Angela Jourdan has seen firsthand what the addictive, but legal, substance Kratom can do to a family.
During Monday’s meeting of the Lowndes County Board of Supervisors, Jourdan recounted her year-long ordeal, using a packet of 13 chronologically-arranged photographs to illustrate her family’s descent from a “perfect life” into fear and violence.
The title page of the document bore simply: 2018.
It began, she told the supervisors, in February, when her husband was introduced to the substance at work as a way to keep him awake during long overnight shifts. By April, it was a $600-to-$800 per week habit. By the end of the year, Jourdan had a lifetime restraining order against the man she still calls her “husband and best friend.”
“When he started doing this, I started doing research,” Jourdan told supervisors. “I found that 65 to 70 percent of stores in Lowndes County sell (Kratom). And that’s scary. That’s wrong.”
Jourdan and other members of a community-based drug and crime task force appeared before supervisors to ask them to pass an ordinance making it a misdemeanor offense to sell Kratom in any form within the county limits. If passed, Lowndes County would be one of six Mississippi counties to criminalize the substance.
Kratom is a tropical tree native to Southeast Asia, with leaves containing two addictive compounds — mitragynine and 7-hydroxymitragynine — that interact with opioid receptors in the brain, according to the National Institute on Drug Abuse.
There is no minimum age to purchase Kratom. It is sold in convenience stores as a .25-ounce bottled liquid, similar to an energy shot, or as an e-cigarette cartridge. There are also capsuled and powdered versions of the substance available online from major retailers such as Amazon.com.
Jourdan and Lt. Eddie Hawkins with the Mississippi Bureau of Narcotics, who also spoke at the meeting, fear that the accessibility of the substance will raise addiction rates.
“We’ve already heard about student athletes in high schools using (Kratom) to improve athletic performance,” said Hawkins. “And it’s hard to tell them that it’s a dangerous substance because why would you stop taking it when it makes you feel good and perform well?”
Hawkins fears a lack of available information about Kratom will discourage legislation against the substance. Aside from statistics collected by the Food and Drug Administration in 2017, little to no data exists on the distribution, purchase and usage of Kratom at the national, state or county level.
“We do know there are something like 44 deaths the FDA has linked partially to Kratom,” Hawkins said. “But that’s it. There isn’t even enough data and research about the effects, or about overdose treatments.”
Supervisors voted to hold a public hearing on the ordinance next month during a regularly scheduled supervisor’s meeting. Board president Harry Sanders told The Dispatch he expects the ordinance will pass.
“I think we’re all ready to vote on it,” he said. “And after the public has a chance to comment, we will.”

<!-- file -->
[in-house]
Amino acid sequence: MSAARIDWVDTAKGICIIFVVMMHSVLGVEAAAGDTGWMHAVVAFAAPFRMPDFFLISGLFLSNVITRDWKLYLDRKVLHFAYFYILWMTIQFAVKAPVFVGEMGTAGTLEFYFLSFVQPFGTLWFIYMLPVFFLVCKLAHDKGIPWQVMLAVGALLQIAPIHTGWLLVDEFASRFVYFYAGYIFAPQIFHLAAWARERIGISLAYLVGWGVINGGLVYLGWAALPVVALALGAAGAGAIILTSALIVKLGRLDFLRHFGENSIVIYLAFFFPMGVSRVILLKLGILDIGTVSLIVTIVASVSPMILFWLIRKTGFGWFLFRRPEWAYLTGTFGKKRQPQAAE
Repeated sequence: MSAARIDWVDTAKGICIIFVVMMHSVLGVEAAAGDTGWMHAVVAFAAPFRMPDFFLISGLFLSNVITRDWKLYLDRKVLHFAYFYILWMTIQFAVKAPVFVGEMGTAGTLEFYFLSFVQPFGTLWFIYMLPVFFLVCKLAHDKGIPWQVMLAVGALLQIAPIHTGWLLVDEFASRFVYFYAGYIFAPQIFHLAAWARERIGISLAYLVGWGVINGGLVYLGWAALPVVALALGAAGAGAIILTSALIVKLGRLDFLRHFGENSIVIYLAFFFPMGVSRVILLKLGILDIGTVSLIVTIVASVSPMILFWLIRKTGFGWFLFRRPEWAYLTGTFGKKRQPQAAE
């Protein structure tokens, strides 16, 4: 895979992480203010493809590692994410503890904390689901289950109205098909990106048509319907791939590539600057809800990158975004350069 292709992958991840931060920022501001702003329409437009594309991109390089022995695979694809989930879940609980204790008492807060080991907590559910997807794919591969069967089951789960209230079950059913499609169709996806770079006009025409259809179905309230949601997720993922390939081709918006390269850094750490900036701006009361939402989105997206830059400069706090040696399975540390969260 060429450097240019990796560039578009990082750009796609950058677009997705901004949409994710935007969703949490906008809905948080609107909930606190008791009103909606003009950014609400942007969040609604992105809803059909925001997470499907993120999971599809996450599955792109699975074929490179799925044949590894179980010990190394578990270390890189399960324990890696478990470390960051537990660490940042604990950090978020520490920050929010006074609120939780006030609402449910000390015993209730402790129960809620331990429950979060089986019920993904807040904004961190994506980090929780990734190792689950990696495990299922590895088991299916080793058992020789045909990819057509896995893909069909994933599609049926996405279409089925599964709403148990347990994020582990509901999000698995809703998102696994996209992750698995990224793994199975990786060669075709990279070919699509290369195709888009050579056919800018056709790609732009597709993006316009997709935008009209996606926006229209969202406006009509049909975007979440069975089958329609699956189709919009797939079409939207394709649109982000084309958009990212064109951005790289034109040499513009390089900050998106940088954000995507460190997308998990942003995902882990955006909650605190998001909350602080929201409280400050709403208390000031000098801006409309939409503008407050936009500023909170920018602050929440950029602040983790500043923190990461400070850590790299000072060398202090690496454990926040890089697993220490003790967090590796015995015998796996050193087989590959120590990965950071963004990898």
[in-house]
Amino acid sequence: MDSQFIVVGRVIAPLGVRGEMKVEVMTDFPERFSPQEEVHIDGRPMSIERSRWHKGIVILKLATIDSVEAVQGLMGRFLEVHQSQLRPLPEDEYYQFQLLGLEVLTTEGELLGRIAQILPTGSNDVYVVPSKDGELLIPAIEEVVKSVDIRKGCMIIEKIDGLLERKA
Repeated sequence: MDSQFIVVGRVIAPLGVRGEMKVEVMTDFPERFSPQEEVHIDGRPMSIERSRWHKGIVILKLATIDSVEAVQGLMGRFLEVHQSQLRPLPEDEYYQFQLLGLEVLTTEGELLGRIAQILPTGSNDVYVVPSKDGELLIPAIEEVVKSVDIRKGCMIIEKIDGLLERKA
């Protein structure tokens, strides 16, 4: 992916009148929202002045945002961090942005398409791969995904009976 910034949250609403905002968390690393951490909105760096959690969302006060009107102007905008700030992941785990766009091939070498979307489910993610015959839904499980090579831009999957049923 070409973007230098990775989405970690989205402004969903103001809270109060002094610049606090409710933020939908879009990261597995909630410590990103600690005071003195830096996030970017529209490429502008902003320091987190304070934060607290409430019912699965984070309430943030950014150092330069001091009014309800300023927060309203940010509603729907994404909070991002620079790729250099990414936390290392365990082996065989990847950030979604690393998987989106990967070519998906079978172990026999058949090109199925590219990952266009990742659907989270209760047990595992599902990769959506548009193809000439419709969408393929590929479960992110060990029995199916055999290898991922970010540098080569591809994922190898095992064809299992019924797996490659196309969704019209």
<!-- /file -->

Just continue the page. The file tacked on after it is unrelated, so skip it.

While supervisors and Columbus city councilmen only have the authority to make the sale of Kratom a misdemeanor, the Mississippi Legislature can add Kratom to its list of Schedule 1 narcotics, which would make its sale a felony.
A House bill (HB 1168 filed by Rep. Jeff Smith of Lowndes County) has been filed to make Kratom a Schedule 1 drug in this year’s session, something Sen. Chuck Younger (R- Columbus) tried unsuccessfully to get passed in the Senate last year.
Younger had never heard of Kratom until last year, when Monica Flowers, director of Last House on the Block for Women, approached him about the substance.
“She said a lot of the women there were really having trouble with this stuff,” said Younger. “So I proposed the bill.”
Younger’s bill died in the Senate’s Drug Policy committee.
“The chairman of the committee, David Jordon, was really behind it, but some senators got calls from people saying it was great for pain relief,” Younger said. “That’s bull. It’s just another way to get high, in my opinion.”
This session, Younger said he hoped to attach his bill to opioid legislation presented by Sen. Sally Doty (R, Brookhaven). Doty told The Dispatch on Monday she is reluctant to agree.
“I’m on the drug policy committee and I remember Chuck’s bill coming up last year,” Doty said. “My feeling is there wasn’t enough information for me to be comfortable supporting it. I do know a lot of constituents said that (Kratom) was really providing some pain relief for them. Again, I think we need more information.”
Another avenue is to add Kratom to the list of Schedule 1 drugs that are added during committee meetings.
“We haven’t met as a committee yet, but every year there are new drugs that come up,” Doty said. “It’s possible that Kratom could be added to the list of scheduled drugs.”
Flowers told The Dispatch Kratom has been around for “four or five years” and several of her residents have grown dependent on the drug.
“A lot of these women are opioid or heroin addicts,” she said. “For them, it gives them the same high and it’s legal and easy to get here.”
Flowers said Kratom had become such a problem that they began using more sophisticated drug tests to detect Kratom.
“Most tests don’t detect it, so we started sending our tests to a lab that does more extensive testing,” she said. “Since then, we’ve had several residents who’ve failed tests for Kratom. It’s a serious problem.”